A card index is an ordered collection of data on small-format cards, each of the cards standing for an information unit and thus representing an object of reality.
A card index is arranged to make it easier to find the data it contains. They can be arranged alphabetically, according to a date or according to other criteria.
A card index is usually written or printed on index cards , and the process itself is referred to as the mapping of data. The index cards are stored in a file box according to their arrangement. By attached at intervals tab short tab , the tab is kept clear. (See also note box .)
In order to use a card index efficiently, the correct arrangement of the cards is essential; otherwise, data cannot be found.
For duplication and archiving, card files are analogously photographed on microfiches and can then be used with special readers.
By the end of the 19th century, the edge punch cards , in which holes are punched in the edge of the card, and slot punch cards, in which the holes are in the card surface, developed. These hand punch cards allow the coding of features of the content that are noted on the index card. Long needles inserted through the corresponding holes allow simple Boolean operations on coded card stacks.
Index cards and databases
A card index can be electronically mapped to a database . In contrast to a database, however, a card index usually only consists of a single collection of index cards with the same structure. The electronic equivalent of a card index is therefore the table of a database. An index card then corresponds to one line in this table.
There are two types of files:
- Steep index:
- Block card index, the cards are placed one behind the other in a container, as only one card can be read at a time, they must be broken down by means of organizational features;
- Inclined view card index (block view card file), the cards standing one behind the other contain labeled inclined flags as order features (angled view);
- Advantages and disadvantages: Overview: low; Completeness check: difficult; Additional options: very good; Space requirement: low; Cost: low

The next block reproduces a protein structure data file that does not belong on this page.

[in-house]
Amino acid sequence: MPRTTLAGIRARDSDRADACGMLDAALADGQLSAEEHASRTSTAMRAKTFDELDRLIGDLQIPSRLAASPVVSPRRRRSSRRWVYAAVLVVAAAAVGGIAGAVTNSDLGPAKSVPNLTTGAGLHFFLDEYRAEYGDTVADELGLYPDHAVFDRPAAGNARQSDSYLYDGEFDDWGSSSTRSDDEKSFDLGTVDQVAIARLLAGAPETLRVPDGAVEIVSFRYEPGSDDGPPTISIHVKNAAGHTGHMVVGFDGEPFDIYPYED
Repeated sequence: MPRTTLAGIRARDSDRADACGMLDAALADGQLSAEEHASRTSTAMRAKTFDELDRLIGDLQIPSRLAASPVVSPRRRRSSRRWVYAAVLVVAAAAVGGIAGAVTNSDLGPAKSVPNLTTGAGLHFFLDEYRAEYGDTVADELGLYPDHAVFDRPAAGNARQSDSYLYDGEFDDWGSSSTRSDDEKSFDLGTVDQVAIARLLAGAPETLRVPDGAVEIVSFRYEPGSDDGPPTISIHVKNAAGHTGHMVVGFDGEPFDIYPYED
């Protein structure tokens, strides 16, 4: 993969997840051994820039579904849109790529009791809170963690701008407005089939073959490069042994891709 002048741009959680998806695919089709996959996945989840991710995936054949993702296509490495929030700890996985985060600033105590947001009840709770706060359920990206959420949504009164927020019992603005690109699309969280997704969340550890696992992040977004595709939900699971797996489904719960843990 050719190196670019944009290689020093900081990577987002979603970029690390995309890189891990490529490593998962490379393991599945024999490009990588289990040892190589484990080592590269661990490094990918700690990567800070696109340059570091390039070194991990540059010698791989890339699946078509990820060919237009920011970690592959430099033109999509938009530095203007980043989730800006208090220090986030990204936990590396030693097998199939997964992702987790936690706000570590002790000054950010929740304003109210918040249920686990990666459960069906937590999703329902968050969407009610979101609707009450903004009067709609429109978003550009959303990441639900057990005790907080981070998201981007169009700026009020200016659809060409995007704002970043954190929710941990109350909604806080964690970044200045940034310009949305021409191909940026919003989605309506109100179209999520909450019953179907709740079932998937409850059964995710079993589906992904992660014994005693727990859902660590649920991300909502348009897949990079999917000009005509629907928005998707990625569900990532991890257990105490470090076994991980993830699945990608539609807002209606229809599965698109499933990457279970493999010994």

- Easel file:
- Flat view card index, the cards are placed on top of each other in a graduated frame, the lower edge of each card is visible and contains the constant data;
- Wide-scale viewing card index, the cards are arranged one behind the other in the form of a scale so that a border (right and left) for labeling with information is visible in front of each card;
- Advantages and disadvantages: Overview: very good; Completeness check: very easy; Additional options: low (additional containers); Space requirement: very high; Cost: high
- Ancestral Index
- Block card index, broad-scale card index, Bücker index, movement data, library catalog
- Print date
- Subject index, flat scale index
- Birthday card
- Hanging card index
- Inventory file, delivery file, learning card
- Membership card, dunning card
- Means of order
- Personal files, patient files, examination files
- Radion card index
- Stripe file, oblique view card file, student file, record file, master data, item file
- Appointment file
- Vertical grading file
- Note box
- Markus Krajewski: Paperwork. The birth of the card index from the spirit of the library. Kulturverlag Kadmos, Berlin 2002, ISBN 3-931659-29-1 ( Copyrights 4).
- Hans Petschar, Ernst Strouhal , Heimo Zobernig : The card catalog. A historical system of spiritual order. Springer, Vienna et al. 1999, ISBN 3-211-83273-4 .
- Walter Porstmann : Index card. The manual of map technology. 4th revised edition. Schwabe, Berlin 1950.